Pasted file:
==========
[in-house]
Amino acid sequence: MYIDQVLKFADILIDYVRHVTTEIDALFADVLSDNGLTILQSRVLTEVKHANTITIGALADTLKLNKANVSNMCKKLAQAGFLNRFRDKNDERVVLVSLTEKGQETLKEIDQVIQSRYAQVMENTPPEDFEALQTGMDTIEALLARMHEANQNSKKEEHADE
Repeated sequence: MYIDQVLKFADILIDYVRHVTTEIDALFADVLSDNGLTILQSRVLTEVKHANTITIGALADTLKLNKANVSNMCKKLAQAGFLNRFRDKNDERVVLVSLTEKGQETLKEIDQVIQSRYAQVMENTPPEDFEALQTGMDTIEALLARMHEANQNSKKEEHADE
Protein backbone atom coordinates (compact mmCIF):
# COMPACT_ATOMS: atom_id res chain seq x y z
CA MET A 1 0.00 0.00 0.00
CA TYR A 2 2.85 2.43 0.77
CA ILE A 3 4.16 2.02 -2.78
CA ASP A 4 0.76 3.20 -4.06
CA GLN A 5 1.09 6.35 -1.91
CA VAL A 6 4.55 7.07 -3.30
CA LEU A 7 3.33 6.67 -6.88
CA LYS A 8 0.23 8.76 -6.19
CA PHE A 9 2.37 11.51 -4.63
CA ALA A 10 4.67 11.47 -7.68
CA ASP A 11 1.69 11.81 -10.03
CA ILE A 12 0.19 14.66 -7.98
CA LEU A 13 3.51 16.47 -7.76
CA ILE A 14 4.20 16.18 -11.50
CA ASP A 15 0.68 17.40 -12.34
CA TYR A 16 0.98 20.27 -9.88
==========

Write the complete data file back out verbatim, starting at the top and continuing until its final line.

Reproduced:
[in-house]
Amino acid sequence: MYIDQVLKFADILIDYVRHVTTEIDALFADVLSDNGLTILQSRVLTEVKHANTITIGALADTLKLNKANVSNMCKKLAQAGFLNRFRDKNDERVVLVSLTEKGQETLKEIDQVIQSRYAQVMENTPPEDFEALQTGMDTIEALLARMHEANQNSKKEEHADE
Repeated sequence: MYIDQVLKFADILIDYVRHVTTEIDALFADVLSDNGLTILQSRVLTEVKHANTITIGALADTLKLNKANVSNMCKKLAQAGFLNRFRDKNDERVVLVSLTEKGQETLKEIDQVIQSRYAQVMENTPPEDFEALQTGMDTIEALLARMHEANQNSKKEEHADE
Protein backbone atom coordinates (compact mmCIF):
# COMPACT_ATOMS: atom_id res chain seq x y z
CA MET A 1 0.00 0.00 0.00
CA TYR A 2 2.85 2.43 0.77
CA ILE A 3 4.16 2.02 -2.78
CA ASP A 4 0.76 3.20 -4.06
CA GLN A 5 1.09 6.35 -1.91
CA VAL A 6 4.55 7.07 -3.30
CA LEU A 7 3.33 6.67 -6.88
CA LYS A 8 0.23 8.76 -6.19
CA PHE A 9 2.37 11.51 -4.63
CA ALA A 10 4.67 11.47 -7.68
CA ASP A 11 1.69 11.81 -10.03
CA ILE A 12 0.19 14.66 -7.98
CA LEU A 13 3.51 16.47 -7.76
CA ILE A 14 4.20 16.18 -11.50
CA ASP A 15 0.68 17.40 -12.34
CA TYR A 16 0.98 20.27 -9.88